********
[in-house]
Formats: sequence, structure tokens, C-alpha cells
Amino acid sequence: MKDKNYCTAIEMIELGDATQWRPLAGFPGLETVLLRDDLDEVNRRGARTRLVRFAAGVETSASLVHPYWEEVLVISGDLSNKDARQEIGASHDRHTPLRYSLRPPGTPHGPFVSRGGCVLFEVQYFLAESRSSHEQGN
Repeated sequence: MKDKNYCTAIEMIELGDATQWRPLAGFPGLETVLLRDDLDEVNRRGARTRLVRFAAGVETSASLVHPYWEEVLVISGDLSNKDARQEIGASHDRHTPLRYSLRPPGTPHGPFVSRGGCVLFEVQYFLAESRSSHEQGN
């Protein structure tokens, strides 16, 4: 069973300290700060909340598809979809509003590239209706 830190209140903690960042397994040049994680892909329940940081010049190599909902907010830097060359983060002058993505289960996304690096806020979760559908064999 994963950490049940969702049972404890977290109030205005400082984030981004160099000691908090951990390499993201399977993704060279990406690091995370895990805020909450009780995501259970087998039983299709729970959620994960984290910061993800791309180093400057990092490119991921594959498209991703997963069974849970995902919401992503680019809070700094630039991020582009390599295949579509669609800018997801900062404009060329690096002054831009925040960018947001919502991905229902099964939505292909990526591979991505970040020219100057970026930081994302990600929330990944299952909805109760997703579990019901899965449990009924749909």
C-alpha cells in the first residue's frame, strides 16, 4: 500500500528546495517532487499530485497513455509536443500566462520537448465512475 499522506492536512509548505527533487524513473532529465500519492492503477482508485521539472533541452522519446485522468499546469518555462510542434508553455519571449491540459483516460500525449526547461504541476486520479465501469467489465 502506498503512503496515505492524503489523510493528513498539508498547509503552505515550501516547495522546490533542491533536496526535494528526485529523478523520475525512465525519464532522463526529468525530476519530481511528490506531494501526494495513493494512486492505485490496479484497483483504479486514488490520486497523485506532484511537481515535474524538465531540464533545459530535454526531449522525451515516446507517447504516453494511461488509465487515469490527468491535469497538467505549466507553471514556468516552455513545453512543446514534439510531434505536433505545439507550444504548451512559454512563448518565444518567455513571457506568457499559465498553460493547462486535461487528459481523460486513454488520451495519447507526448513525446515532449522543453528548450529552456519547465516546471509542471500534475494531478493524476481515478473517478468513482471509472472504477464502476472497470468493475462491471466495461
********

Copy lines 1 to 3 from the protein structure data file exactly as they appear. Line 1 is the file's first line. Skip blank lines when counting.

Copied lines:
[in-house]
Formats: sequence, structure tokens, C-alpha cells
Amino acid sequence: MKDKNYCTAIEMIELGDATQWRPLAGFPGLETVLLRDDLDEVNRRGARTRLVRFAAGVETSASLVHPYWEEVLVISGDLSNKDARQEIGASHDRHTPLRYSLRPPGTPHGPFVSRGGCVLFEVQYFLAESRSSHEQGN